And he said, Cursed be Canaan; a servant of servants shall he be to his brothers.…
Let us proceed to offer a remark or two on the justice of the Divine proceeding in denouncing a curse upon children, even to remote periods, for the iniquity of their parents. It is worthy of notice that the God of Israel thought it no dishonour to His character to declare that He would "visit the iniquity of the fathers upon the children in those that hated Him, any more than that He would show mercy to those that loved Him," which He did in an eminent degree to the posterity of Abram. And should any object to this, and to the Bible on this account, we might appeal to universal fact. None can deny that children are the better or the worse for the conduct of their parents. If any man insist that neither good nor evil shall befal him but what is the immediate consequence of his own conduct, he must go out of the world; for no such state of existence is known in it.
1. There is, however, an important difference between the sin of a parent being the occasion of the prediction of a curse upon his posterity, who were considered by Him who knew the end from the beginning as walking in His steps, and its being the formal cause of their punishment. The sin of Ham was the occasion of the prediction against the Canaanites, and the antecedent to the evil predicted; but it was not the cause of it. Its formal procuring cause may be seen in the eighteenth chapter of Leviticus. To Ham, and perhaps to Canaan, the prediction of the servitude of their descendants was a punishment: but the fulfilment of that prediction on the parties was no farther such than as it was connected with their own sin.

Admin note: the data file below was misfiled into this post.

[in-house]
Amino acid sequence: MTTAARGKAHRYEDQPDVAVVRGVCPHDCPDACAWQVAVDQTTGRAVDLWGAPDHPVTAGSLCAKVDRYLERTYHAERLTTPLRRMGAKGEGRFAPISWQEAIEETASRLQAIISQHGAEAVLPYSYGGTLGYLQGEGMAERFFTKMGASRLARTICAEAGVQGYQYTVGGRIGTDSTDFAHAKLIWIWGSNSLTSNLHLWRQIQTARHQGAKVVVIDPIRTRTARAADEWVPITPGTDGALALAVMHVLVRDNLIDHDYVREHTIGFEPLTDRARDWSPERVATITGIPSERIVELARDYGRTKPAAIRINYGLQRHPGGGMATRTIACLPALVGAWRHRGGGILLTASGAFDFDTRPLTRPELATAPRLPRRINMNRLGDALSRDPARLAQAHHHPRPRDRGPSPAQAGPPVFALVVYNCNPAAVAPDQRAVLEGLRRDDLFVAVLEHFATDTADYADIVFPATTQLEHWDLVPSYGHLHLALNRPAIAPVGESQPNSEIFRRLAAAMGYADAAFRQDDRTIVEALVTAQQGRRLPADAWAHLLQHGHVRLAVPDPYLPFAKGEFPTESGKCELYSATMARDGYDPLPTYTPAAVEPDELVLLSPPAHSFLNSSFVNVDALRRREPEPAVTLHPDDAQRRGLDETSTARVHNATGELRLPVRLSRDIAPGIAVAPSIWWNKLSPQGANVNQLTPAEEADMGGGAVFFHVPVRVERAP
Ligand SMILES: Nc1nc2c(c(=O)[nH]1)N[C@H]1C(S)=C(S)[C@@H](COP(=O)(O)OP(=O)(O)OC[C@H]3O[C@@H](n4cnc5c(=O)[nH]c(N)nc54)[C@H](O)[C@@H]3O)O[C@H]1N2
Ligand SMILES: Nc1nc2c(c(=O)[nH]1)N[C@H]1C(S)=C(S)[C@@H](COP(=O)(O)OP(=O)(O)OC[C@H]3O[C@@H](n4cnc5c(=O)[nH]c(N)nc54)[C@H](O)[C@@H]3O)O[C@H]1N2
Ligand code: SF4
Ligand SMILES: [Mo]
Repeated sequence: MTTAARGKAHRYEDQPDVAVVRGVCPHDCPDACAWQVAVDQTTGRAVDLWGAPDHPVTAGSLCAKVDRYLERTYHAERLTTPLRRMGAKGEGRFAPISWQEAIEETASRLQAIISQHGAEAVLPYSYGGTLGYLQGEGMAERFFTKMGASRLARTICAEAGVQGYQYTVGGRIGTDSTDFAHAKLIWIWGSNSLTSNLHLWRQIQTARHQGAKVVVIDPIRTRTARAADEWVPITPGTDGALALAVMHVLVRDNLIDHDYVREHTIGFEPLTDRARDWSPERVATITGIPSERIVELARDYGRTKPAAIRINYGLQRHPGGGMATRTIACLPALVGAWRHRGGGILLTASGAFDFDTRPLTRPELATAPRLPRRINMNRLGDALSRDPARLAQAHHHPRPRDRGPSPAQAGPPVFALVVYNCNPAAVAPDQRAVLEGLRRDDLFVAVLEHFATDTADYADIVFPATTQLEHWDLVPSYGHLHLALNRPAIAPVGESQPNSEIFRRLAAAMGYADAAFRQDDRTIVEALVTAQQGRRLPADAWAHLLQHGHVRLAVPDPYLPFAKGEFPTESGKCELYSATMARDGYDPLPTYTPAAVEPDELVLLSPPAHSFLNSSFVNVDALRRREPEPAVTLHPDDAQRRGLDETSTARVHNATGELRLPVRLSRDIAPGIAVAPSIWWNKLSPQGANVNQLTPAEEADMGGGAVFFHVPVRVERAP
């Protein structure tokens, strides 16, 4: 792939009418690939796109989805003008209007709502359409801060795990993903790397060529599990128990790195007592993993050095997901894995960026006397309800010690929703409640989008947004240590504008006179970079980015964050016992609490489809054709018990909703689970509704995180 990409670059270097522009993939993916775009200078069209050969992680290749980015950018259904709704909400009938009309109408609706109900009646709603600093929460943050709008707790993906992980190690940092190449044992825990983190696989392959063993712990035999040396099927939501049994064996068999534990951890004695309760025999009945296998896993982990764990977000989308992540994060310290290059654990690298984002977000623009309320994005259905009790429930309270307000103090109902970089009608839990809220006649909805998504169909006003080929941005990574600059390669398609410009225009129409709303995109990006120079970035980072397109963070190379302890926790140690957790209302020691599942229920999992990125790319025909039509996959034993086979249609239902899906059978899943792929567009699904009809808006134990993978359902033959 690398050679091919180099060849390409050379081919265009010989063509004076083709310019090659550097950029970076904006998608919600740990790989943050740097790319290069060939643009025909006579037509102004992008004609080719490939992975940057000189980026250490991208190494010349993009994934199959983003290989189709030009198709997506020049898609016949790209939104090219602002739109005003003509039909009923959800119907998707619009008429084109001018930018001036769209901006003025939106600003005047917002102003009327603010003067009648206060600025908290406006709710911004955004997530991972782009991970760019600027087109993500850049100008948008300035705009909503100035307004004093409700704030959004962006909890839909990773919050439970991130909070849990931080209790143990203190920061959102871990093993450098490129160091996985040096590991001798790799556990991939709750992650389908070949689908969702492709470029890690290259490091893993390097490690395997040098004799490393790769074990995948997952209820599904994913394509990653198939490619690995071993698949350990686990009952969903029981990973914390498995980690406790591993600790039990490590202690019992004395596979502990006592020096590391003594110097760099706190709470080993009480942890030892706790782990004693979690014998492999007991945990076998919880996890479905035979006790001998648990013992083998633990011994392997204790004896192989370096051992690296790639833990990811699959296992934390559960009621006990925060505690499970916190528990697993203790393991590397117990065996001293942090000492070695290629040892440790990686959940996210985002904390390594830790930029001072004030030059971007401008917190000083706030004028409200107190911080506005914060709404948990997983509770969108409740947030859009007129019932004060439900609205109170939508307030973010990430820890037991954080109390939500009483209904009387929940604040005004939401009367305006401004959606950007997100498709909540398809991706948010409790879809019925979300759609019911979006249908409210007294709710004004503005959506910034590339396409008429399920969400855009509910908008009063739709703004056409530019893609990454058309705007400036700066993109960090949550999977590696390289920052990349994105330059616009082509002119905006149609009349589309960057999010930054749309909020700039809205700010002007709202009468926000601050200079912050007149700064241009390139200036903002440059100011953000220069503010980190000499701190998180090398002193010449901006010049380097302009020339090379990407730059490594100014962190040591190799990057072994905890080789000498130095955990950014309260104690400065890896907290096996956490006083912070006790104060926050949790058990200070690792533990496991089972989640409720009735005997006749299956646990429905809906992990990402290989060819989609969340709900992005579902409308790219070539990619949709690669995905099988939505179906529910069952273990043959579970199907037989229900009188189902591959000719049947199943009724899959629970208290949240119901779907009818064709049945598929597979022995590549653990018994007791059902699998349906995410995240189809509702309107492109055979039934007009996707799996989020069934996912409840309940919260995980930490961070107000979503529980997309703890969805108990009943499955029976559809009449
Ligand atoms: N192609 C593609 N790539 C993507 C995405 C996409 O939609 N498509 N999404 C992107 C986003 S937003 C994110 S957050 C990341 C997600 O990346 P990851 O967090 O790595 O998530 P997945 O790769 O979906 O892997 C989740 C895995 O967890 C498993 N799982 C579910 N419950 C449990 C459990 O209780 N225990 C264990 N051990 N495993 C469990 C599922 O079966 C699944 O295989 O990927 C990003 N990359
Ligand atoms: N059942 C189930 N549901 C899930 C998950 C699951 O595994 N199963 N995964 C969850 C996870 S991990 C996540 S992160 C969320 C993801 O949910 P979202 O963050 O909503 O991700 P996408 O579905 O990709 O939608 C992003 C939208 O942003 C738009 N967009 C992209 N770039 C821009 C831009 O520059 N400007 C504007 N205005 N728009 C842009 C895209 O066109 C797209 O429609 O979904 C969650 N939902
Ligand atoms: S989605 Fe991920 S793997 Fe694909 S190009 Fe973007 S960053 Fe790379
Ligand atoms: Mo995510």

2. There is also an important difference between the providential dispensations of God towards families and nations in the present world, and the administration of distributive justice towards individuals with respect to the world to come. In the last judgment, "everyone shall give an account of himself to God, and be judged according to the deeds done in the body": but while we are in this world we stand in various relations, in which it is impossible that we should be dealt with merely as individuals. God deals with families and nations as such; and in the course of His providence visits them with good and evil, not according to the conduct of individuals, but as far as conduct is concerned, that of the general body. To insist that we should in all cases be treated as individuals, is to renounce the social character.
Parallel VersesKJV: And he said, Cursed be Canaan; a servant of servants shall he be unto his brethren.